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The Samurai Warrior on the Noh stage

An invitation to dance with ghosts and dreams on the Noh stage

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One of the most respected Noh actor families, members of which have been certified by Japan as “Living National Treasures,” bring the Noh play “Kiyotsune” to the University of Hawai‘i at Mānoa this week.

Described as Japan’s masked dance-drama, Noh is a masterful blend of song, music, dance and powerful emotion. According to Kenneth E. Lawrence, who received a degree for Master of Arts in Asian Theatre from UH Mānoa in 2003, “Noh is a blurring of identities, of time and space, of dream and reality.”

Lawrence married into a family of licensed performers of Noh in 1990. From 1989 to 1996 he worked at the National Noh Theatre in Tokyo as a correspondent for the Japan Center of the International Theatre Institute, where he studied the movement, music and chant of Noh.

The play, “Kiyotsune,” to be performed in excerpt at the Orvis Auditorium, is a masterpiece of Zeami (1363-1443), called by as many as the Shakespeare of Noh. This play, like many in the Noh repertoire, is based on historical events and traditions. In a civil war that raged in 12th century Japan between two clans, the Heike clan ultimately fell from power and was decimated.

“To pacify the ghosts of the fallen warriors, traveling musicians sang songs for their tortured spirits,” Lawrence said. “The lyrics of these songs were collected and refined in an epic, ‘The Tale of the Heike.’ Zeami [later] took many of these stories and made them into [Noh] plays.”

The play may have been written in the late 14th century for the Japanese warrior class, but Lawrence assures that “Kiyotsune” “is told in a very ‘modern’ way.” Performer Munenori Takeda said, “The story is profound but easy to follow. It is romantic, exciting and heart-wrenching.”

The titular character and actual historical figure, Kiyotsune, returns to the world of the living as a ghost after drowning himself, driven to despair in face of his clan’s utter defeat. Meanwhile, his wife is tortured by a memento he sent, and when Kiyotsune’s spirit appears before her in a dream, she vents her resentment over his choice of suicide.

“[‘Kiyotsune’] is dreamlike,” Takeda said. “The blurring of reality and dream allows the performer to express the overwhelming sorrow of the characters.”

The pathos of the play emanates from the anguish both husband and wife feel, separated by death. Lawrence calls attention to a single line in the play, which translates as, “A memento serves only to increase agony, not allowing even a moment of forgetting.” Zeami thus forces the viewer to experience several feelings alongside the characters, making “Kiyotsune” “real, universal and timeless.”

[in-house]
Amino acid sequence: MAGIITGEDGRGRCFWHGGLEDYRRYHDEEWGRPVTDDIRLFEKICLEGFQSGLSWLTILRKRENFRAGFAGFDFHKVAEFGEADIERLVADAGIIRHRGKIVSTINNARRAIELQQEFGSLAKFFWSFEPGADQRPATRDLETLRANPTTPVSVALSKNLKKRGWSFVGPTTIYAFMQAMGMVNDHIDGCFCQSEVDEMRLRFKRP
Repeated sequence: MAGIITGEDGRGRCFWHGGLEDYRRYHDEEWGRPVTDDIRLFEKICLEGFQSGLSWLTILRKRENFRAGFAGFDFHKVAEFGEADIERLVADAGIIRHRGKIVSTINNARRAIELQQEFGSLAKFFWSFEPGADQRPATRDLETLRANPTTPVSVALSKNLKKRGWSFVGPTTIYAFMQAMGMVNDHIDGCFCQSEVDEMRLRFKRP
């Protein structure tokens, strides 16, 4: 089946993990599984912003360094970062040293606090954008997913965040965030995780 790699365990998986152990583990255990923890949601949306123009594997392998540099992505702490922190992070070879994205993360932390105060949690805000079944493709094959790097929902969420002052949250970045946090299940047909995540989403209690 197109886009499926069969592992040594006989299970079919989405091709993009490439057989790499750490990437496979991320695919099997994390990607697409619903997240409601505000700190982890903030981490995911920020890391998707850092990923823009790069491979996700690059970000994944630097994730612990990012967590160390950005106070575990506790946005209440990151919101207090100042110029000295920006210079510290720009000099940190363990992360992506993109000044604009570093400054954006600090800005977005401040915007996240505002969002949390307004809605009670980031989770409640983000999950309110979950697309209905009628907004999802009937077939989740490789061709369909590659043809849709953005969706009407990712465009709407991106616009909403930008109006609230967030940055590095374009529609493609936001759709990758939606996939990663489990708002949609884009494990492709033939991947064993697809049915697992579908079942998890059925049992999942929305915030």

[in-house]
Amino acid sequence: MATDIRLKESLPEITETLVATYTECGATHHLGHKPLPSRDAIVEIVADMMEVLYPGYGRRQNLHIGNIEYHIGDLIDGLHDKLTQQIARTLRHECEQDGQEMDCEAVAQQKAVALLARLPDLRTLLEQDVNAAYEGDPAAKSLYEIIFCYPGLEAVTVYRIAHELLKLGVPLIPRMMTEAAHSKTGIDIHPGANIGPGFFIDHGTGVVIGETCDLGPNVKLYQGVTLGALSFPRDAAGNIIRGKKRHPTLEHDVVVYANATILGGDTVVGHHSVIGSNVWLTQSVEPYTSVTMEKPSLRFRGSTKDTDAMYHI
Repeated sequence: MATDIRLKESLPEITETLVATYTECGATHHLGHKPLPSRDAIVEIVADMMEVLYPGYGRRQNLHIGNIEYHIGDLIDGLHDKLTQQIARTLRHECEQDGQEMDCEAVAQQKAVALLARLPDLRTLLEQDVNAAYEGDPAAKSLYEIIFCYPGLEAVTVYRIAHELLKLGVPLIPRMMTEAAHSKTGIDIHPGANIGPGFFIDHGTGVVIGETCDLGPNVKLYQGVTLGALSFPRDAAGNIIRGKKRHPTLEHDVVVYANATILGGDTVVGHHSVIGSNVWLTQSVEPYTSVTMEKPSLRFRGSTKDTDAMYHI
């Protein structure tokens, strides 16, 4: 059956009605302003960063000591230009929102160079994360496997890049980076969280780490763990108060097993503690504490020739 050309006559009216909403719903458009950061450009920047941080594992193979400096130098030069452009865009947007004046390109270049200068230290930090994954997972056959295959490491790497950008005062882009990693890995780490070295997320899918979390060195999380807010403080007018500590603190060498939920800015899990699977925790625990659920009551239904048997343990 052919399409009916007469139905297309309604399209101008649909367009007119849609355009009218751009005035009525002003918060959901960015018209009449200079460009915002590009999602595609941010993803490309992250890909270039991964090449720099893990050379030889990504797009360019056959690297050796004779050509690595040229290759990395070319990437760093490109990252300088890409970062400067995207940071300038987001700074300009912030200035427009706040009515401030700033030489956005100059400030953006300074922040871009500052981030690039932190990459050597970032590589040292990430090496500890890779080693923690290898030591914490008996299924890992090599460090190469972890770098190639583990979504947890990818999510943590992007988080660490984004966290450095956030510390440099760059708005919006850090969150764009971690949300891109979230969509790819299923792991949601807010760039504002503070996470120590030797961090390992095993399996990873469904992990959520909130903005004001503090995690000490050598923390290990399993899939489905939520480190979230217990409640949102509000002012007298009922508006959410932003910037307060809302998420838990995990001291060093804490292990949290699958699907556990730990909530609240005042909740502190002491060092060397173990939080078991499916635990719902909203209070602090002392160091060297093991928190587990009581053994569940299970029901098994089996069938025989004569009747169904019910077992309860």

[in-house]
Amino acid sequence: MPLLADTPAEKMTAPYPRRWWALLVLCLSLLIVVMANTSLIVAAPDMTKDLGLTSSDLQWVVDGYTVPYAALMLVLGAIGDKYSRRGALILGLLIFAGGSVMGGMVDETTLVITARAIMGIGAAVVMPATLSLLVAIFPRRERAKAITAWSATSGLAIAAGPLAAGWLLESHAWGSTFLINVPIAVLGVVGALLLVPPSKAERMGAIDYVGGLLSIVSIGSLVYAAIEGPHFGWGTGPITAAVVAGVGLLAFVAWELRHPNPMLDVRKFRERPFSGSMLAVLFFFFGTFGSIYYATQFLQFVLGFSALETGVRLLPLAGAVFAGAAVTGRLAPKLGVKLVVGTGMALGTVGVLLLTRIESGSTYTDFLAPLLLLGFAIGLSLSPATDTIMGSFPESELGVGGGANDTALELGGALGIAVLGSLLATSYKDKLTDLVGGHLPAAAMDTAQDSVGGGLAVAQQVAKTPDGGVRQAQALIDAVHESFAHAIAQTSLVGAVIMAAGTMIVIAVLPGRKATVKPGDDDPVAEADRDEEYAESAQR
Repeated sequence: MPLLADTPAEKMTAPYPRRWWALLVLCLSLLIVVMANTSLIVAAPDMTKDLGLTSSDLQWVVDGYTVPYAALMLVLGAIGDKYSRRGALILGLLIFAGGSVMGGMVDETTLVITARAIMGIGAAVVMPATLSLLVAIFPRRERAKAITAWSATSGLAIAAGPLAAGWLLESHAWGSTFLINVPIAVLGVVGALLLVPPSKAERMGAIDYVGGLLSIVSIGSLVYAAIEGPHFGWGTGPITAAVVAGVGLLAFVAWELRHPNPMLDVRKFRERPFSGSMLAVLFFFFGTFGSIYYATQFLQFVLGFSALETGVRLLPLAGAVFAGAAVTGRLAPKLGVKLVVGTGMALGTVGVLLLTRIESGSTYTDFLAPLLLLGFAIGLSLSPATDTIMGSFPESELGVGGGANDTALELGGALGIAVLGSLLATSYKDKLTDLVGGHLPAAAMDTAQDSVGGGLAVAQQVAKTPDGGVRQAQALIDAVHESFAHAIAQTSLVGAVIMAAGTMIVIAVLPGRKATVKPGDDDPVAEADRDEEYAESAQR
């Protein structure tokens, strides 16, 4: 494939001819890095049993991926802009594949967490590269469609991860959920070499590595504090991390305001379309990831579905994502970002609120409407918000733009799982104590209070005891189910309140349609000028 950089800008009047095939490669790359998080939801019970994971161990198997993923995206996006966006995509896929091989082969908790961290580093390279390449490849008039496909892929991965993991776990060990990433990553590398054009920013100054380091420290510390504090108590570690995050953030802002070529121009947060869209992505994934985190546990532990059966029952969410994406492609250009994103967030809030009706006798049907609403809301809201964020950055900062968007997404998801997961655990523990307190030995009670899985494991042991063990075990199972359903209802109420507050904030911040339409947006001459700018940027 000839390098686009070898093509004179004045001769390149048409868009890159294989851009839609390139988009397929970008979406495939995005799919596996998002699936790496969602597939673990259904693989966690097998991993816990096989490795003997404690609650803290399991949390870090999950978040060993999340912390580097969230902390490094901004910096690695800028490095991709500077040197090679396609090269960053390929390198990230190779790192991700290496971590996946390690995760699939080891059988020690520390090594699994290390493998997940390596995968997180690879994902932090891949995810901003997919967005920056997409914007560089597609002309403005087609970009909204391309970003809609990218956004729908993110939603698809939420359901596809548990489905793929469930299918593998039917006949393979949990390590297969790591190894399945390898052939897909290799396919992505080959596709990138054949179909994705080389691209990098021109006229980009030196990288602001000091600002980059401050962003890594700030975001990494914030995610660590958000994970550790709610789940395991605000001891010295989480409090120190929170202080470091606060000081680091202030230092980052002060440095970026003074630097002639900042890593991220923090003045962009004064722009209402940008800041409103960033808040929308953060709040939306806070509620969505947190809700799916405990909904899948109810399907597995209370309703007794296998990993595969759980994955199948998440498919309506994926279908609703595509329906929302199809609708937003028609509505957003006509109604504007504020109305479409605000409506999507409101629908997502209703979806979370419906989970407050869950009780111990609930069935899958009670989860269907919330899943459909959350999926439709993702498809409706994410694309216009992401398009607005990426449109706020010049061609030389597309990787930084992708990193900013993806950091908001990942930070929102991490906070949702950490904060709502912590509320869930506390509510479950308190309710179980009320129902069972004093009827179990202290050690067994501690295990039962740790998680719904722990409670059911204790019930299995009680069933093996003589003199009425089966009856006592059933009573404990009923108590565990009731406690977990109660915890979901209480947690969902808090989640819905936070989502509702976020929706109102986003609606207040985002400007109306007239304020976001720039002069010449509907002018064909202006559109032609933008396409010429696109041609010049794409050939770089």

Pay special attention to the concluding dance sequence, which both Takeda and Lawrence describe as a major highlight.

“It has an inner strength and sorrow that is particularly devastating,” Takeda said.

Munenori Takeda was born into a prestigious family of Noh actors belonging to the Kanze School, which can trace its roots to the 14th century. His father, grandfather and several uncles are all certified as “Living National Treasures” in Japan. He first performed on the Noh stage at the age of two and appeared in more than 100 performances a year while also giving workshops, seminars and presentations.

Even for those familiar with Noh, the theater form’s very nature makes each performance unique and not to be missed.

“Noh performances are like snowflakes, rarely performed the same way more than once,” Lawrence said. “They aren’t jam sessions, but they also aren’t rehearsed. [Rather, each performer, from the actors to the accompanying musicians], is expected to know his part inside and out, polished and perfected.”

It is the effect of this unity of different aspects that make Noh more than a traditional performing art. Recalling how he felt when he first went to see Noh performances in Japan, Lawrence said, “It was like a strange dream that haunted me, and haunts me still.”

By coming to see “Samurai Warrior on the Noh Stage,” Munenori Takeda hopes that “people will  be able not only to experience this unique art form, but to glimpse the universal through a particularly Japanese window.”


The Samurai Warrior on the Noh Stage 


Orvis Auditorium 


Saturday, Feb. 7 at 7:30 p.m.


$25 Adult 

$20 Senior (62 and over), Military, UH Faculty and Staff, UH Alumni, Non-UHM Students 

$10 UHM Students with valid UHM photo ID and Youth (17 and under)